CV April 12 PDF
I particularly enjoy thinking about biodiversity at the species level, where my research explores ways to discover, manage and conserve species.
I study insects, a group with extensive species diversity where I use evolutionary theory to frame questions about species differences; and I explore those differences using methods in molecular systematics and experimental biology. A long-term goal of my research is to develop a vertically integrated view of how species-diversity information is generated, accessed and applied throughout the sciences. Because such a view is multidimensional, I work with several study systems.
I explore methods for species delimitation using pine-feeding armored scale insects (Hemiptera:Diaspididae), and species conservation using tiger beetle (Coleoptera:Carabidae) physiology and behavior. I’m also interested to find intersections between academic and applied research. My current work explores population genetic and phylogeographic variation of two moths: the Winter Moth (Lepidoptera:Geometridae), and the Gypsy Moth (Lepidoptera: Lymantriidae), both of which are non-native forest pests.
The multiplicity of ways to exist as an organism – fascinates me. As a budding diversity junky growing up in urban New Jersey, I discovered bizarre biodiversity at the natural history institutions in an around New York City. These experiences inspired me to work training marine mammals at New York Aquarium, as well as in Zoo Pathology at the Bronx Zoo. While at the zoo and aquarium, I saw ways that their history impacted current practices, and this awareness of institutional evolution made me curious about organic evolution.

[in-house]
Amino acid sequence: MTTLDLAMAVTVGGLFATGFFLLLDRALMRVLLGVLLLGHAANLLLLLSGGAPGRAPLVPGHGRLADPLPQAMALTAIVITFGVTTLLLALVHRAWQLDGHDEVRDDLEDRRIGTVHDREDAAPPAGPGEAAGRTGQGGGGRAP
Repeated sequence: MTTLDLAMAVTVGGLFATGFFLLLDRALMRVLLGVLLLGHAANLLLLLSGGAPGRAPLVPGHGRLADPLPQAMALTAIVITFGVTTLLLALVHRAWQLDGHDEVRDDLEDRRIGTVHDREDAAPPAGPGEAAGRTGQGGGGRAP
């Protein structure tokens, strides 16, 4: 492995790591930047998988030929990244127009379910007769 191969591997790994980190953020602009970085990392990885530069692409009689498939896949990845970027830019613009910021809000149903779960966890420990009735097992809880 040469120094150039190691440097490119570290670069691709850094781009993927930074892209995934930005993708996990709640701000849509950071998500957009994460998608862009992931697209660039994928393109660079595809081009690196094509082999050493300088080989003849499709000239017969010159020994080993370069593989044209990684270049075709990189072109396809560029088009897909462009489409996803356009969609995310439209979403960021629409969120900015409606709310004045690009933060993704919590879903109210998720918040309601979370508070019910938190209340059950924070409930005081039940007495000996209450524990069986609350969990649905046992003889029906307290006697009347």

2011 Ph.D., University of Massachusetts, Amherst
Joint degree in Organismic & Evolutionary Biology and Entomology
2000 B.S., Biology, The Richard Stockton College of New Jersey
Gwiazdowski RA, Vea I, Andersen J, C, Normark BB. 2011. Discovery of cryptic species among North American pine-feeding chionaspis scale insects (Hemiptera: Diaspididae). Biological Journal of the Linnean Society 47: 47-62. PDF
Gwiazdowski RA, Gillespie S, Weddle R, Elkinton JS. 2011. Laboratory Rearing of Common and Endangered Species of North American Tiger Beetles (Coleoptera: Carabidae: Cicindelinae). Annals of the Entomological Society of America 104: 534-542. PDF
Andersen JC, Wu J, Gruwell ME, Gwiazdowski RA, Santana SE, Feliciano NM, Morse GE, Normark BB. 2010. A phylogenetic analysis of armored scale insects (Hemiptera: Diaspididae), based upon nuclear, mitochondrial, and endosymbiont gene sequences. Molecular Phylogenetics and Evolution 57: 992-1003. PDF
Elkinton JS, Boettner GH, Sremac M, Gwiazdowski RA, Hunkins RR, Callahan J, Scheufele SB, Donahue CP, Porter AH, Khrimian A, Whited BM, Campbell NK. 2010. Survey for winter moth (Lepidoptera: Geometridae) in northeastern North America with pheromone-baited traps and hybridization with the native Bruce spanworm (Lepidoptera: Geometridae). Annals of the Entomological Society of America 103: 135-145. PDF
Gwiazdowski RA, Cushing L, Normark BB. 2009. Additional genetic data support native range hypothesis for the invasive beech scale, Cryptococcus fagisuga Lindinger. Biological Control News and Information 30. PDF
Gwiazdowski RA, Van Driesche RG, Desnoyers A, Lyon S, Wu SA, Kamata N, Normark BB. 2006. Possible geographic origin of beech scale, Cryptococcus fagisuga (Hemiptera : Eriococcidae), an invasive pest in North America. Biological Control 39: 9-18. PDF